Google’s talks Structured Data and FAQ Rich Results
Many are wondering if FAQ structured data is still an important factor in producing rich results. In response, Google’s John Mueller has shed a little light on the fine tuning process for search results.
Asked recently about the status and functionality of the FAQ structured data for producing rich results, Google’s very own Senior Webmaster Trends Analyst confirmed it did and went on to explain a little about the fine tuning process, not only for rich results but also for wider search results.
FAQ Structured Data
Structured data is considered mark-up, like HTML it tells Google information about a web page in a detailed and organised way, a way that can then be used to show rich results.
Rich results or featured results are highly prized due to their size and prominence at the very top of search results.
FAQ rich results don’t just dominate search results; they are highly sought for another reason.
- Their ability to remove competitors from pages one’s top ten results, meaning fewer results on the page and the added bonus of demoting competitors to the second page of search results.
For companies, that’s a powerful tool but does FAQ Structured Data still work?
John Mueller was asked exactly that in a recent Google office-hours hangout.
He had this to say in response:
“I assume this means the FAQ structured data. …From what I know that continues to exist and continues to work.”
Mueller had more to say about the adjustments Google makes to rich results, presumably to meet and exceed benchmarks and reach the best standards of user satisfaction within its search results.
John explained further:
“What usually tends to happen with some of these structured data types or rich results types is that over time we try to fine tune how often we show them just to make sure we’re not overloading the search results with all of this… bling and extra functionality; that just confuses people in the end.
So what often happens is when we start a new type of rich results people will kind of reluctantly try it out and if it works well then everyone tries it out.
And then suddenly the search results page is totally overloaded with this type of structured data.”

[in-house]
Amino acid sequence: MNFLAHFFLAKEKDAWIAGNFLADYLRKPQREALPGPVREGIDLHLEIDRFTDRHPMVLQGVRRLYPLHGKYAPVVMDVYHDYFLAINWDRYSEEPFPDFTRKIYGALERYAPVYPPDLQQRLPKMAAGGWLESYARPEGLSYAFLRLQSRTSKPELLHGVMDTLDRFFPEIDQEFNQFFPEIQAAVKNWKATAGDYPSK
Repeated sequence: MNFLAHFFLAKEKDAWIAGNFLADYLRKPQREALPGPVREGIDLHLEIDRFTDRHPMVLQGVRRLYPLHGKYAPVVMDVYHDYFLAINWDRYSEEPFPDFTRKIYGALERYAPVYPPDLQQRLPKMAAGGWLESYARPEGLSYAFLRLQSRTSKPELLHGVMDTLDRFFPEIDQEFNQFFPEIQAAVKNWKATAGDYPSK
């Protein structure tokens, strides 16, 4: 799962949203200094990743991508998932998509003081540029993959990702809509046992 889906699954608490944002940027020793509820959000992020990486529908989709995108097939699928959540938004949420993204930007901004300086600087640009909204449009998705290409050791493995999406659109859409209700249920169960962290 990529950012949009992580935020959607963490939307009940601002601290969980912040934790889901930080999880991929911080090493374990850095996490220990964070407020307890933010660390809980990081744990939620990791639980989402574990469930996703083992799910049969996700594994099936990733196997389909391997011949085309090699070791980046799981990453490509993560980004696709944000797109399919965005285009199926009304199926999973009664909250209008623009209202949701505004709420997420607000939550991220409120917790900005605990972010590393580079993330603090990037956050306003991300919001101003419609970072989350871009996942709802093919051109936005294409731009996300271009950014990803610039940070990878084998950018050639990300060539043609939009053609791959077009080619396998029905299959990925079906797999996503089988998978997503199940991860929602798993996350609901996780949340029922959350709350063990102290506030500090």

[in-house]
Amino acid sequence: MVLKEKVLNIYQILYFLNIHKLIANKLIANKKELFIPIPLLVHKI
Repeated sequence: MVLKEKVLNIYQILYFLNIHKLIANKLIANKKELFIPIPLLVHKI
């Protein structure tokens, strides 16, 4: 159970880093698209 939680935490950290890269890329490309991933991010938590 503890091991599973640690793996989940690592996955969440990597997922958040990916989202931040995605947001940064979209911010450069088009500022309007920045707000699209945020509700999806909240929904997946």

Interestingly John also touched upon Google’s systems joining forces with engineers in their attempts to refine search results.
He followed up by adding:
“…Then our systems and our engineers work to kind of fine tune that a little bit so that we continue to use that structured data.
We just don’t show it for all sites all the time.
- Which kind of makes sense, similar to how we tune the snippets that we show for websites and tune the rankings and tune search results overall.
So that’s something where from at least as far as I know I don’t think we’ve turned off any of the FAQ rich results types.”
Fine Tuned Search Results
Interestingly, during this same office-hours hangout, Mueller was told by a number of people that changes they had made to their websites had meant a negative knock-on effect for their ranking outcomes.
His response was to reiterate that Google is constantly making the changes needed to fine tune search results, downplaying concerns that any changes made to sites would automatically impact search results in a negative way.
Compared to the time when they were first introduced, Google is showing fewer FAQ rich results today.
John Mueller’s explanation for this scarcity of FAQ rich results touched upon Google “fine tuning” those results, a context that many found interesting.
In the ongoing effort to understand some of the changes Google make to search engine results pages (SERPS), it might be useful to consider whether fine tuning could be the reason for those changes.
- If that’s the case then why?
The answer almost certainly lies in Google’s mission to satisfy users by displaying as many answers on a webpage as possible and improving the user experience.